How America Destroyed the Middle East

The following is the Introduction to Antiwar.com editorial director Scott Horton’s new book, Enough Already: Time to End the War on Terrorism.

The Middle East, North Africa and South-Central Asia are in chaos. Populations have been riven by sectarian civil war in what remains of the former states of Iraq, Syria, Libya and Mali, across to Afghanistan and down into the Arabian Peninsula. More than a million people have been killed. Tens of millions more have been displaced, resulting in the massive refugee crisis that afflicted Europe in the last decade.

This is because the U.S. government has spent the last 20 years waging wars and interventions across these regions against an endlessly shifting series of enemies. They claim to be doing all this to defend the American people against international terrorist groups. In truth, the entire War on Terrorism has been at the expense of the actual security of the United States and the people of the Middle East and Africa. Membership in bin Ladenite terrorist groups is near its all-time high.

The reality is that the US government got us into this mess in the first place and that virtually everything they have done in response to anti-American terrorism has only helped the terrorists grow in strength.

This is by design: the enemy’s. As Osama bin Laden explained for years before the attacks of September 11, 2001, he was attempting to lure Americans into personally fighting the wars al Qaeda members believed the US was already waging against them. They blamed America for the actions of its various proxy forces in the region, primarily the dictatorships in Saudi Arabia and Egypt as well as the Israeli occupation in Palestine.

By providing the American government a crisis to exploit, bin Laden guaranteed that the United States would set about accomplishing the terrorists’ goals for them. Among these were the destabilization of U.S.-supported regimes in the region, religious and political radicalization of populations of Middle Eastern countries, and most importantly, the bankruptcy of the American treasury with the ultimate goal of forcing the US from the region entirely.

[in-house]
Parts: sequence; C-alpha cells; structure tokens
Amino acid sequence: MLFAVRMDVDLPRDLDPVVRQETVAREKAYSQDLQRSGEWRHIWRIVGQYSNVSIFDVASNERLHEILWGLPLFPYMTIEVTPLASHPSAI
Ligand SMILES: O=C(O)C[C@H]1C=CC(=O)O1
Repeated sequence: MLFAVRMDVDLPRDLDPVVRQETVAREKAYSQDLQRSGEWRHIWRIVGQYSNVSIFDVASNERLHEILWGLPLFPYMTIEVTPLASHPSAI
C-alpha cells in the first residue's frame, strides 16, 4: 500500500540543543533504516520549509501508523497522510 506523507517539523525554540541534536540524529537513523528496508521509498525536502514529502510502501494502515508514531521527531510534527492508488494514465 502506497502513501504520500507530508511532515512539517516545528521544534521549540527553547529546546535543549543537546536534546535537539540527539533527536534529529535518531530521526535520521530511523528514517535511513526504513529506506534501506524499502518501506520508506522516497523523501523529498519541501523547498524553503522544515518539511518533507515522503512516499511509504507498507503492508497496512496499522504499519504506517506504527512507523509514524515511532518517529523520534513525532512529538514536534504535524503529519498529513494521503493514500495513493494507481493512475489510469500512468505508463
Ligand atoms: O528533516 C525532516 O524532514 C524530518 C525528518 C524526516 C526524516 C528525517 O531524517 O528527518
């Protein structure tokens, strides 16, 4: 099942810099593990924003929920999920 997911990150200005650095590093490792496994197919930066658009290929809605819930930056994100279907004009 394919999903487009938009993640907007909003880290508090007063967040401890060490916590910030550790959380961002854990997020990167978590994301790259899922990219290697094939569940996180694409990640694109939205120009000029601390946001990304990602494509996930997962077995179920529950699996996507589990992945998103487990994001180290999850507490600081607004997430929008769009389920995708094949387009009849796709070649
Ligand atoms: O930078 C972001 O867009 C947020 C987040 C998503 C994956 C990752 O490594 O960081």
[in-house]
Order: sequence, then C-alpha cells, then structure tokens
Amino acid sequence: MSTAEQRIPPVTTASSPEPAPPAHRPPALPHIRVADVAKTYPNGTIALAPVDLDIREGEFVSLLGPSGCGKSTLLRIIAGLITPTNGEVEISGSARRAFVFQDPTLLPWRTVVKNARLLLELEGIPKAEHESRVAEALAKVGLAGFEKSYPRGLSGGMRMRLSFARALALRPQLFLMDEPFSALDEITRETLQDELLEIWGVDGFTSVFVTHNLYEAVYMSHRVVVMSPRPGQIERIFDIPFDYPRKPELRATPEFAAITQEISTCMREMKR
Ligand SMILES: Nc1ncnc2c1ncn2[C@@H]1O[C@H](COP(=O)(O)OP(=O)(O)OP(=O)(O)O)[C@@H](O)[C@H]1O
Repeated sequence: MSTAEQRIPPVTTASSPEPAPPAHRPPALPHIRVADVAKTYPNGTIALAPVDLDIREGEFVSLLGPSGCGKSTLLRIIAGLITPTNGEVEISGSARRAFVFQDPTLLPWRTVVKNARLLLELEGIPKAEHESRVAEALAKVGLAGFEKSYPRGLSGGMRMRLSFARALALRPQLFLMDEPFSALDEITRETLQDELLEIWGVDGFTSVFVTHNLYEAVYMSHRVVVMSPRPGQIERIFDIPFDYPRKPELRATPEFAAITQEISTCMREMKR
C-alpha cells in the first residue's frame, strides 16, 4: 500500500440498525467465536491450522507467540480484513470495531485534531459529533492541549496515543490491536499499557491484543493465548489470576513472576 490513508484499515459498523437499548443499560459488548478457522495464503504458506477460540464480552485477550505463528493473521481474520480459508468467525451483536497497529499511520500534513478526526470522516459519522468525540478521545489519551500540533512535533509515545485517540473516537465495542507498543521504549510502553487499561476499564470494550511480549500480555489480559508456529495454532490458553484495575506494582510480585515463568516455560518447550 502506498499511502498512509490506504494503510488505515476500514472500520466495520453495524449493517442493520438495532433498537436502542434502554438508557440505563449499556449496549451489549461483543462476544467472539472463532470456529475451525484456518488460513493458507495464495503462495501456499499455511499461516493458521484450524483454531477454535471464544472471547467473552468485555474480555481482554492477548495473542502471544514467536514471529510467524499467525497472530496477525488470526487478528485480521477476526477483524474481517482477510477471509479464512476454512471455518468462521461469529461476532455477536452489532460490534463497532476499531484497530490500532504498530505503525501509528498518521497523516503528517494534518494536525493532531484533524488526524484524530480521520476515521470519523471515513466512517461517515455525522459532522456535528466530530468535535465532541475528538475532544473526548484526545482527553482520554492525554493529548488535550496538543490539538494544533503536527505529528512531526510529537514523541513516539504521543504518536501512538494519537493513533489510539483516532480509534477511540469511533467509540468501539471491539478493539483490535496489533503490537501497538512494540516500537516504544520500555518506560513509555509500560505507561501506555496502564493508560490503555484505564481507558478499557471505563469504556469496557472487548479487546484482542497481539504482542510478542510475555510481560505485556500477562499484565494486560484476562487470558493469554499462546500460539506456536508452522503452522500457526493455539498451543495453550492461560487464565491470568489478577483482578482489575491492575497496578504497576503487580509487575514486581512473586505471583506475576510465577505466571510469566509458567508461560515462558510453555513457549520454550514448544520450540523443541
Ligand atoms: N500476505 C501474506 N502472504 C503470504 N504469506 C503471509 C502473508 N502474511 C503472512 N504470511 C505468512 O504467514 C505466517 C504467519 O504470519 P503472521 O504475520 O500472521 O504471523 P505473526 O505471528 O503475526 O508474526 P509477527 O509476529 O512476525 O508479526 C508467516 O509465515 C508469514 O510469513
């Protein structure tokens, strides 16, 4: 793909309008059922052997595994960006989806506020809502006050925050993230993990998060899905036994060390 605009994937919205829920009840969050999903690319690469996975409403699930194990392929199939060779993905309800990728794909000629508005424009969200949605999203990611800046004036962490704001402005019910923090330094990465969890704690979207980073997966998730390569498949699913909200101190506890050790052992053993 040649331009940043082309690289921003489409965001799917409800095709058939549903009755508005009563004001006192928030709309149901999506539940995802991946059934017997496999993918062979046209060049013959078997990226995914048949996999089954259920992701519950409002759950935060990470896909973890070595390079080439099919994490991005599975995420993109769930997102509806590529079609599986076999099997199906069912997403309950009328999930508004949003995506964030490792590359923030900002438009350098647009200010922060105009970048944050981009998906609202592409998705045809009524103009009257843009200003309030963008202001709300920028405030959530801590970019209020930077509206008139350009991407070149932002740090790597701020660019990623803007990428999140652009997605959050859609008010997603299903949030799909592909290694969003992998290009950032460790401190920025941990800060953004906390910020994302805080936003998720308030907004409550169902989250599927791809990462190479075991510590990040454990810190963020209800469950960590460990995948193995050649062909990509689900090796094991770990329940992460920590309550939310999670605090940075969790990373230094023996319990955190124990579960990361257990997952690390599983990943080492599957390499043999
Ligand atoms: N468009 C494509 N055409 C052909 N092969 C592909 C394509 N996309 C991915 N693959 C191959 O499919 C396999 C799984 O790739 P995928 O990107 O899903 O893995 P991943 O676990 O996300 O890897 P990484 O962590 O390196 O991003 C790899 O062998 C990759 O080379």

Their plan was to provoke a US invasion of Afghanistan so they could attempt to replicate their 1980s war of attrition against the Soviet Union’s military occupation of that nation. By most accounts, that effort, supported by the United States and their Saudi and Pakistani allies, did contribute to the final collapse of the USSR in the years 1988–1991.

Al Qaeda’s mission was accomplished when America attacked Afghanistan in 2001. But, if the US invasion of Iraq in 2003 was the "hoped for, but unexpected gift to bin Laden," in the words of the former chief of the Central Intelligence Agency’s al Qaeda unit, the rest of American policy since then must seem like they hit the lottery. The regimes in Egypt and Saudi Arabia still stand, but America’s wars in Iraq, Somalia, Yemen, Libya, and especially the covert war against the Syrian government from 2011–2017 have helped spread bin Ladenite political and religious radicalism and violent conflict throughout the region and into northern and western Africa. Membership in groups declaring loyalty to al Qaeda or its Iraqi splinter group ISIS are now in the tens of thousands.

A long-term proxy war between Saudi Arabia, Iran and their respective Sunni and Shi’ite allies was worsened considerably by the US invasion of Iraq in 2003, which redrew territorial lines of authority through bloody conflict and guaranteed further violence for decades to come. Over time, America has fought for and against all sides of this conflict, sometimes at the same time.